It is this act, and certain others, that underpinned Hoffman’s claim in a case filed in the Dallas Federal District Court, that the seller and his company, along with the previous art dealer’s art gallery, violated the terms of the confidentiality agreement. The defendants responded that there was never any restriction on re-selling the work at auction, apparently implying that the painting’s provenance would have come out anyway, and that the confidentiality agreement did not constitute a restriction on resale. Defendants argued that, had such a restriction actually been in place, the restriction would have considerably lowered the value of the Rothko in the market. Mrs. Hoffman countered with an expert who testified at deposition that had Mrs. Hoffman chosen to sell the piece at auction in 2007, such sale could have yielded roughly twice the price ($30-$40 million) than she had been paid. At trial, Ms. Hoffman sought in excess of $22 million in damages.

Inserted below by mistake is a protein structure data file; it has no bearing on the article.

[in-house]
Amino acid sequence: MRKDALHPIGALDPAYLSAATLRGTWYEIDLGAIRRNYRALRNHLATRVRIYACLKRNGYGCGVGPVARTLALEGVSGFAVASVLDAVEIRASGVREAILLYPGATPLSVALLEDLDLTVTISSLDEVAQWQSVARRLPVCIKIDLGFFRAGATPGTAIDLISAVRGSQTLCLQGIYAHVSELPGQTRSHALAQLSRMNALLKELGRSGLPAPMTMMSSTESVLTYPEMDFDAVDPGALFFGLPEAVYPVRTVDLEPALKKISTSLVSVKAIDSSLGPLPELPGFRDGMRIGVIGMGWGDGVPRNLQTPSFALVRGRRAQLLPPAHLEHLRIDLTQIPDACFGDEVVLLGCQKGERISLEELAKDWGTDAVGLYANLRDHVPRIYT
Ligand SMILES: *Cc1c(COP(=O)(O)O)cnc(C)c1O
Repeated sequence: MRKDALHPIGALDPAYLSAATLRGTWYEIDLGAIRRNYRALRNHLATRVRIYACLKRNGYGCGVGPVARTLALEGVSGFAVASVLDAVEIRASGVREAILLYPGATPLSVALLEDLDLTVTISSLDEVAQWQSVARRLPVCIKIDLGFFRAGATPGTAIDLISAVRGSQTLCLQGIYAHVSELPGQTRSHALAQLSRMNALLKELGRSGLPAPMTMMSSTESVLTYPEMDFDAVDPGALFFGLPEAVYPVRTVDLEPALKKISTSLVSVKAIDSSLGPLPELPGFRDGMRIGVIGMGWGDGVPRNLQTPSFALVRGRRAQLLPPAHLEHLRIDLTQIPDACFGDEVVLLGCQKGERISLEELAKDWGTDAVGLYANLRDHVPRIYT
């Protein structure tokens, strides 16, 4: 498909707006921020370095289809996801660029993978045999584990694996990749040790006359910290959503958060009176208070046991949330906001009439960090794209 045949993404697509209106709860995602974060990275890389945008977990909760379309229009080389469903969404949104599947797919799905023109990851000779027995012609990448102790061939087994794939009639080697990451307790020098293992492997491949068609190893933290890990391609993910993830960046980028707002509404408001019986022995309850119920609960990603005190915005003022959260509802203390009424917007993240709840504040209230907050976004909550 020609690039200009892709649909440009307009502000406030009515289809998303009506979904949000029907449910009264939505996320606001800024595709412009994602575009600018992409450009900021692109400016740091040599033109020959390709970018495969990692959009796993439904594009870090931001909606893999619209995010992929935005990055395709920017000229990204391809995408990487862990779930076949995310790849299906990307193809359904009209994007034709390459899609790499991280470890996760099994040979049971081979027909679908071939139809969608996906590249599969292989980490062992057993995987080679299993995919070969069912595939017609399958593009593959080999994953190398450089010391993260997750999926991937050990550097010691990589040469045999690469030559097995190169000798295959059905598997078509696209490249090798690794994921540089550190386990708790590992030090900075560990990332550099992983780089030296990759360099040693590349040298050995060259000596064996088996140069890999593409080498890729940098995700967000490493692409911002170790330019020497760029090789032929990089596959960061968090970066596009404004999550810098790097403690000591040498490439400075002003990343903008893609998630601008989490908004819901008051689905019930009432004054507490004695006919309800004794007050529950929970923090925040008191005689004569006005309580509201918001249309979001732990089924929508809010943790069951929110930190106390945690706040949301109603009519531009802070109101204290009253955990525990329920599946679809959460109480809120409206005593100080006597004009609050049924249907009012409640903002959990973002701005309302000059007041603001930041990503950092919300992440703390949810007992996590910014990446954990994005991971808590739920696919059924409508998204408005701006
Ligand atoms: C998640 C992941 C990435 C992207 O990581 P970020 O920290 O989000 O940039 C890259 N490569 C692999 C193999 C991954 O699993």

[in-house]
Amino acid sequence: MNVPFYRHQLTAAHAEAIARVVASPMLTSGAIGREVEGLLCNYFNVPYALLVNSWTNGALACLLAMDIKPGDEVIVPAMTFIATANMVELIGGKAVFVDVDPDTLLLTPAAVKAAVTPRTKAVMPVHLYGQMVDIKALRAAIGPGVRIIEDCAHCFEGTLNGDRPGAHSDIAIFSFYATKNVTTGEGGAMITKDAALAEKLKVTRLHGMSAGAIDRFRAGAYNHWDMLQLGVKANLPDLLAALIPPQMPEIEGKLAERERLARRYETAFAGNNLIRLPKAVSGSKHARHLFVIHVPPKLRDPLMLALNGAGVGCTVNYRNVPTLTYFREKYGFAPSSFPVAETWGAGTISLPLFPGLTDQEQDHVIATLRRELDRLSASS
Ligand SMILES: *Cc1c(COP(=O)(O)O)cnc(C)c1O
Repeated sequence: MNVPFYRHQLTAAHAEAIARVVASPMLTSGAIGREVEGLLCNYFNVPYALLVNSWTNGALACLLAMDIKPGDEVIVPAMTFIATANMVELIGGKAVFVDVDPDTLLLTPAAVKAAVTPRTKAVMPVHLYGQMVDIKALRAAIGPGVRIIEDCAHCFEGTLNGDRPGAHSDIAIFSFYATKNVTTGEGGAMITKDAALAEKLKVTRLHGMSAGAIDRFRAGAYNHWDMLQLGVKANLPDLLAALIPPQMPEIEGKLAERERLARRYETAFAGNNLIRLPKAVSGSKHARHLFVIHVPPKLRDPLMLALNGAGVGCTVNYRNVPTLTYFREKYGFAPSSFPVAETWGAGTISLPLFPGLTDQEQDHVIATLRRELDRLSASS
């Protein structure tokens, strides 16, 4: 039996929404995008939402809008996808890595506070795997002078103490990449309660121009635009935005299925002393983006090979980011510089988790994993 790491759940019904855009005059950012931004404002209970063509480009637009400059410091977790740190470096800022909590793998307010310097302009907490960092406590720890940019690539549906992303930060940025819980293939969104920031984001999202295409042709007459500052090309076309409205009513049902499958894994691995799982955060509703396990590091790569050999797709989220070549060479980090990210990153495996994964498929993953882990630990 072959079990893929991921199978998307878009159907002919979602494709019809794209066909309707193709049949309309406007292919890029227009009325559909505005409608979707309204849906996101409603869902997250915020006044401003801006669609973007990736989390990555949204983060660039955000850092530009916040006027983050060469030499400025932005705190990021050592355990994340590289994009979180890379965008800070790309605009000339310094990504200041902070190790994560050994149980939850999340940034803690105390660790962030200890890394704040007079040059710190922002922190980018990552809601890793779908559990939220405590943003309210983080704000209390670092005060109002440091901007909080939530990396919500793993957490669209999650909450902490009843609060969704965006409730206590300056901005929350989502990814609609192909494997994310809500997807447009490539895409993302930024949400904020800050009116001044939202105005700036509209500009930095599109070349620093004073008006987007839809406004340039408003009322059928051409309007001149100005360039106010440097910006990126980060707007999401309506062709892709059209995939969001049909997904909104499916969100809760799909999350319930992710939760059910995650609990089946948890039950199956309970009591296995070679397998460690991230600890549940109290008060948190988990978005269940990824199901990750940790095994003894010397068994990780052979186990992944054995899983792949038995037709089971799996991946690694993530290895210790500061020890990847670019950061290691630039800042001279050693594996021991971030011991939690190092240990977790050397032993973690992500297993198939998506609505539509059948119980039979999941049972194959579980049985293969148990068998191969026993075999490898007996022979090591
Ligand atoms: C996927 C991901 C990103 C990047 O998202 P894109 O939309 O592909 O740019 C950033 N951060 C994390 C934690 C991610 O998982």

As pointed out in a December 8, 2013 article in the Wall Street Journal, based on a review of deposition transcripts, there were various wrinkles in the case, including the fact that the initial dealer in 2007 did not convey the terms of the confidentiality agreement to the buyer at that time, but rather stated on an invoice that the, “parties are committed to keeping the terms of this transaction strictly confidential.” The case was salacious reading for the “inside sports” world of the art market. It was all the more ironic given that the Hoffman estate had wanted to keep the matter out of the press. If that was the original gambit, Mrs. Hoffman failed miserably.
She also failed, in all but name, at trial. On December 20, 2013 the Dallas federal jury awarded her $500,000, prompting defense counsel to crow that, “the elephant labored and came forth with a mouse.” See Law 360, December 20, 2013 at http://www.law360.com/articles/497957. Mrs. Hoffman, of course, had some consolation that the jury technically found in her favor on the breach of contract claim. Whether or not that amount even covered her lawyers’ fees for three years of hard-fought federal litigation, is unknown.